Processor: The OMAP™ processor of the TI-Nspire ViewScreen Panel is labeled TI-OMAP NP31AZZG. We assume that this tiny chip is actually a System-on-Chip based on the OMAP5912 architecture from Texas Instruments hosting a ARM9 32-bit RISC processor clocked at 78 MHz and a TMS320C55xx Digital Signal Processor core. 

Memory: The TI-Nspire ViewScreen Panel makes use of three (two located on the backside of the PCB) different memory chips:


The NOR Flash-ROM was invented by Toshiba in 1984 and found its way immediately as a replacement of the more expensive ROM (NRE mask costs) and EEPROM (device costs) memory. The NOR Flash-ROMs use an address and data bus to allow the random access to any memory location. Main disadvantages of the NOR Flash-ROM compared to the NAND Flash-ROM are the higher costs, larger housings and slower write speeds.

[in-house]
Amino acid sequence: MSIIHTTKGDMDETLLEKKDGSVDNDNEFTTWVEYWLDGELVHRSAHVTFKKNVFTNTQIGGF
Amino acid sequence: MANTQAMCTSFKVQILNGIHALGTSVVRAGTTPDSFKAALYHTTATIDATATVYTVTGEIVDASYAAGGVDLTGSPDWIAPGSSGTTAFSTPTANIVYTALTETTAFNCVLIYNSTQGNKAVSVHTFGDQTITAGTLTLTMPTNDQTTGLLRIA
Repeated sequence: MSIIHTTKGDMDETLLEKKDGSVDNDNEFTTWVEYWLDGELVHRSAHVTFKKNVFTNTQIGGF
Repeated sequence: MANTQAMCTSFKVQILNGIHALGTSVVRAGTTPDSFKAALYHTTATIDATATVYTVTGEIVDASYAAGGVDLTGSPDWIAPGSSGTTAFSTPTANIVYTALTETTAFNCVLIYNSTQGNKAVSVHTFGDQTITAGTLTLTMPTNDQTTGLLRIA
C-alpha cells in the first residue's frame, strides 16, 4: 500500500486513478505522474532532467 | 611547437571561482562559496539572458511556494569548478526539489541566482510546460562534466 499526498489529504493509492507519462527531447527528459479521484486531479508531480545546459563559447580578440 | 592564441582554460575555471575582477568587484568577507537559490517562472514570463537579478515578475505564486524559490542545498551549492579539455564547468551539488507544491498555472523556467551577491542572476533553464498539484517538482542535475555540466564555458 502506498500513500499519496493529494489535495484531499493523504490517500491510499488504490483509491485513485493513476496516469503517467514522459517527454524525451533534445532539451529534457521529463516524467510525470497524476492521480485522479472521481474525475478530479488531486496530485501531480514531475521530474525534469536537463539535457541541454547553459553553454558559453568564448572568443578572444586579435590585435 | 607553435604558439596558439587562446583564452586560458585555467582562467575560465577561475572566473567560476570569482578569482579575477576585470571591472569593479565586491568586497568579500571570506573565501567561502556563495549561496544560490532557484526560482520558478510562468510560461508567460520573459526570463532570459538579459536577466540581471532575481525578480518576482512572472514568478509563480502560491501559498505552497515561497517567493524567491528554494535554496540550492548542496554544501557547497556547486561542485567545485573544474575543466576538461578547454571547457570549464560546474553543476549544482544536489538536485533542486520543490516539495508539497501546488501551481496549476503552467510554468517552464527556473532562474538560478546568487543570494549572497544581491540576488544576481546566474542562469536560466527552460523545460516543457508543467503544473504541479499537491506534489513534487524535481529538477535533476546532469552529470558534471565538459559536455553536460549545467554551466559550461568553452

The disassembled TI-Nspire ViewScreen Panel (Manufactured July 2007) makes use of one SST 39VF400A, manufactured by Silicon Storage Technology, Inc. with a 256k*16 bits organization.

The NAND Flash-ROM architecture was introduced by Toshiba in 1989 and is based on pages of typically 512 to 2048 Bytes and blocks of typical 32 or 64 pages.

While programming is performed on a page basis, erasure can only be performed on a block basis. NAND Flash-ROMs requires bad block management to be performed by device driver software or hardware. Due to the missing address bus the NAND Flash-ROM chip doesn't allow random access to the individual memory positions and therefore it can't be used for program memory of a microprocessor. Typical use of the NAND Flash-ROM is file based mass-memory storage such as memory cards.

The disassembled TI-Nspire ViewScreen Panel makes use of one ST NAND256W3A NAND Flash-ROM with 32M Bytes.

SDRAM is the abbreviation of synchronous dynamic random access memory and is used as program and data memory for microprocessor systems. Each bit of data in a SDRAM is stored in separate capacitor on the integrated circuit. Since these capacitors leak charge over time, the information eventually fades unless the capacitor charge is refreshed periodically.